**spoiler alert** For readers who aren't already aware, I've spent much of the last five years of my life in and around finance. About two thirds of t**spoiler alert** For readers who aren't already aware, I've spent much of the last five years of my life in and around finance. About two thirds of that time, I've been working IT for a very niche subset of the industry: high frequency trading (the other third was spent in a market data vendor).
In spite of the implications certain people have attempted to instill, computerized trading had absolutely nothing to do with the financial crisis of 2008. The products behind that disaster were entirely over the counter---there's no trading floor for mortgage backed securities or credit default swaps. Even today, four years later, you still have a tough time getting an electronic quote for some of these products, and it's not unreasonable to say that trading a lot of these products still requires you pick up a phone and call someone.
While HFT's non-involvement in the crisis may be a boon to my own reputation, it also means that I don't have any special knowledge about what led to the meltdown and where things are now---in spite of what family and friends outside the financial industry may assume.
For that, I'm forced to turn to fellow outsiders who (unlike myself) have actually looked into the situation, and the only ones who seem to have done any research at all are Matt Taibbi and Michael Lewis.
That said, Lewis' Boomerang is not so much about the crisis itself as the consequences of the solutions which governments came up with. Specifically, the consequences to Iceland, Greece, and Ireland.
In the case of Iceland, Lewis focuses on the absolute implosion of the Icelandic financial system, particularly how the entire banking industry collapsed and was bailed out by the Icelandic government. Of course, the bailout of a bank is, essentially, the bailout of it's creditors and depositors, who in the case of Iceland were overwhelmingly foreigners.
What that means, in real terms, is that the Icelandic taxpayer were forced to pick up the tab for non-Icelanders who invested money in Icelandic banks. Unfortunately, a discussion of the causes of this is where Lewis comes off the rails a bit, blaming Icelandic men, their macho culture, and a widespread belief in faeries for the collapse.
I can't disagree that I would be skeptical of investing money in a country where construction companies have to verify there are no "little people" living on the land, but the actions of the engineers of the Icelandic financial system was the primary reason for it's collapse. But to say that the men who joined the banking system later on were at fault is to give the men who's job it was to keep their subordinates in check a pass. Blaming cultural factors is equally fatuous, no matter how rudely the guy who body-checked Lewis on the plane behaved.
From there, Lewis flies on to Greece, to explore the second-largest threat to the global economy. In the case of Greece, it appears as though the proximate cause of the collapse---and the danger to the Euro, and therefore the world economy---is predicated on the arrival of an honest man. Specifically, the rampant corruption, tax cheating, and simple lack of accounting by the government is brought to light when the new government takes over in 2009.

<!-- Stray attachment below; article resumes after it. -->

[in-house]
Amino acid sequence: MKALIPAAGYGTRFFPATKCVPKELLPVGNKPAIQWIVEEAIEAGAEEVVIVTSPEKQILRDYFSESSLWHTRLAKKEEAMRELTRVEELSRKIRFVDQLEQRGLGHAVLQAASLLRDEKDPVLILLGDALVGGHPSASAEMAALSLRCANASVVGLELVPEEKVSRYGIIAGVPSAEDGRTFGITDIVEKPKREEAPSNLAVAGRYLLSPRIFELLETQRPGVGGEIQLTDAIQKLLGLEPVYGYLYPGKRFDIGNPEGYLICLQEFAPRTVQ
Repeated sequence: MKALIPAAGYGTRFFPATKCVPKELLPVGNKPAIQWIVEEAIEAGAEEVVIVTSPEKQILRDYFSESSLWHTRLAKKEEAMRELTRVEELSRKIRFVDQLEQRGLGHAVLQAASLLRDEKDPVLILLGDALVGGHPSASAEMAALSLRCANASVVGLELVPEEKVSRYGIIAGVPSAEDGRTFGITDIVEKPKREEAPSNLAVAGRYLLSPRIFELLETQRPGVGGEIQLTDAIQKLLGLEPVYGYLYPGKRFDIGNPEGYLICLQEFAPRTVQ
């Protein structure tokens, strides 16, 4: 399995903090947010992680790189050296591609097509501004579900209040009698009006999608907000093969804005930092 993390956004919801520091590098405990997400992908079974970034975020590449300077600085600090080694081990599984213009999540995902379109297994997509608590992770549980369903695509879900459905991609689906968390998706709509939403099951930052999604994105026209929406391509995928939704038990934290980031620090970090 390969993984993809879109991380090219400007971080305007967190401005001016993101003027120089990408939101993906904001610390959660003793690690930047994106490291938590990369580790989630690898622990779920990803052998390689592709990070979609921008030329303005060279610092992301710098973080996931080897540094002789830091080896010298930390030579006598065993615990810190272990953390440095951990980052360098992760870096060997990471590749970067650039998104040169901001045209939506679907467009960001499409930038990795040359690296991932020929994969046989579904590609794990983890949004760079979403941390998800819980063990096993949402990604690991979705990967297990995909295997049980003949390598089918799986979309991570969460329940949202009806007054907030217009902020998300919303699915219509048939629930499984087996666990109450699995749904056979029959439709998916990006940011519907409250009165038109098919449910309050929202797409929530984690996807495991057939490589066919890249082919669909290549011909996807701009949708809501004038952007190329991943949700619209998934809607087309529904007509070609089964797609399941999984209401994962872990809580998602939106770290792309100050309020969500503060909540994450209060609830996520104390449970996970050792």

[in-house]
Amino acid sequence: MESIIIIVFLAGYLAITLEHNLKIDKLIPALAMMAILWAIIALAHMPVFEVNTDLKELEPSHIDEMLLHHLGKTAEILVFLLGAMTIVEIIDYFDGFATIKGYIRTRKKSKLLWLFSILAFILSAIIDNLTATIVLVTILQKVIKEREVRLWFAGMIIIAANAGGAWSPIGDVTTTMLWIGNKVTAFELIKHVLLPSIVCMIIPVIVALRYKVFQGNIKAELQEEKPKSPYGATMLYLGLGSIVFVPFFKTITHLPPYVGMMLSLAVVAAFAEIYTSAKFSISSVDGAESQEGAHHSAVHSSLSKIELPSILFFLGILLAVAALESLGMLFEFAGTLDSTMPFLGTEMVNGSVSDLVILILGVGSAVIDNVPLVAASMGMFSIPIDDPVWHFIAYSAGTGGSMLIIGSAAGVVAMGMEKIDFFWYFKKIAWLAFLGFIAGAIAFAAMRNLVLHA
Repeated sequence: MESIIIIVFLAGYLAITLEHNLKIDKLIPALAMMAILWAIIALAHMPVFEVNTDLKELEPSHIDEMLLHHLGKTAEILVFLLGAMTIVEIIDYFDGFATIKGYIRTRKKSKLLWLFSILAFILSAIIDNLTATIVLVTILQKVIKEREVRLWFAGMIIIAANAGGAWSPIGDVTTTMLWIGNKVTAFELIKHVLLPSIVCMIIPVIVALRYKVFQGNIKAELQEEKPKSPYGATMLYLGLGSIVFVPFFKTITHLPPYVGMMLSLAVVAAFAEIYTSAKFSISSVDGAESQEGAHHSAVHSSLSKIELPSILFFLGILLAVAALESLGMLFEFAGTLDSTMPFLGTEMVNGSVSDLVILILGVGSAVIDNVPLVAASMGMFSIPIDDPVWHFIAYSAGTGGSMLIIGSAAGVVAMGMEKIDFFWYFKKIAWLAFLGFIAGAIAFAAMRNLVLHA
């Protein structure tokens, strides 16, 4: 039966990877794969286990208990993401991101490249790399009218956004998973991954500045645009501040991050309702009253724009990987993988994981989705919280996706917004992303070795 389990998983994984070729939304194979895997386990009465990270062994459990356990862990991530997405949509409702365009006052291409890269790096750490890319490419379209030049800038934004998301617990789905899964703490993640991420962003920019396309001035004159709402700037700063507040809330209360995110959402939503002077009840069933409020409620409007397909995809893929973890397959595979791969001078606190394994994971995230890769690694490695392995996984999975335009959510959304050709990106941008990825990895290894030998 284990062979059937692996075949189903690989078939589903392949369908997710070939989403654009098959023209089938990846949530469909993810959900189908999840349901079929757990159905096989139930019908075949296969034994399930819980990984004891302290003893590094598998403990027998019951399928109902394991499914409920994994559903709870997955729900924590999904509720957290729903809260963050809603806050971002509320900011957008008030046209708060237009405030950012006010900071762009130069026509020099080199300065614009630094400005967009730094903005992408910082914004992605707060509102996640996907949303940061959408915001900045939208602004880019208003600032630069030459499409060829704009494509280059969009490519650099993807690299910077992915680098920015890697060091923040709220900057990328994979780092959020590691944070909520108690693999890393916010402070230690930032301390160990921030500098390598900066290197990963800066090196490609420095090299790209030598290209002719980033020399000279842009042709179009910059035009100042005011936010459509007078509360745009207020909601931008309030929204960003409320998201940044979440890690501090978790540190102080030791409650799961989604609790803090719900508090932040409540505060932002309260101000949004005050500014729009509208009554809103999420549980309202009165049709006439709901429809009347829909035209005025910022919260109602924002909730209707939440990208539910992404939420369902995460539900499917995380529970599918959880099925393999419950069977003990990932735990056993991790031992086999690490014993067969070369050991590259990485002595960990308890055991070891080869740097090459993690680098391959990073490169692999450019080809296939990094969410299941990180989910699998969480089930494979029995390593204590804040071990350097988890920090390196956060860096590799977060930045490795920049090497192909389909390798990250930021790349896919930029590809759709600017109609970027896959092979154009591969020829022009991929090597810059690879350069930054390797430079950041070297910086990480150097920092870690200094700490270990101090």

Unfortunately Lewis continues to try and divine some hidden cultural factor responsible for the collapse of the Greek economy, rather than the specific incidents. To put it another way, there are actual individuals responsible for the state of the Greek economy. It wasn't (just) a few corrupt priests and blackmailed officials. It wasn't a "cultural thing." There are people, with names, who put the Greek IRS on leave during election years. There are others who fire agents who prosecute tax cheats. There are still more who understated the Greek budget deficit by a factor of five.
From there, it's on to the Irish, who Lewis concludes were only truly interested in buying as much stuff from other Irishpersons as possible, eventually driven to third-world status by the staggering public incompetence of their banking regulators and politicians. Then it's on to the Germans, where a supposed cultural obsession with feces is responsible for the desire to remain publicly "clean" of the bond insanity which swept the world in the 2000s while secretly "getting dirty" by enabling the rest of the world to make all of these loans.
Finally, the book comes back to the U.S., where it reviews the places in America which have become "the new third-world", particularly towns in California forced to shut down due to (in Lewis' view) the unreasonable pension funds of their government employees.
Ultimately, this modern morality tale attempts to weave a common narrative, by describing the early 2000s as the time "when nations were let into the dark room with all the money." National character, in Lewis' view, is what defines their actions.
While the book is entertaining and a light read---just enough to comfortably knock out during the flight from Chicago (futures) to New York (equities)---it didn't really go deep enough into why things are the way they are. More importantly, it's structure glosses the most obvious failing behind the financial crisis even while condemning it: the idea that if we're all to blame, nobody is....more
This was the first "Feynman book" I've read, and I've got to be honest: while it was very entertaining (if a bit too much on the self-justification),This was the first "Feynman book" I've read, and I've got to be honest: while it was very entertaining (if a bit too much on the self-justification), the most interesting bits were those related to the Challenger accident report....more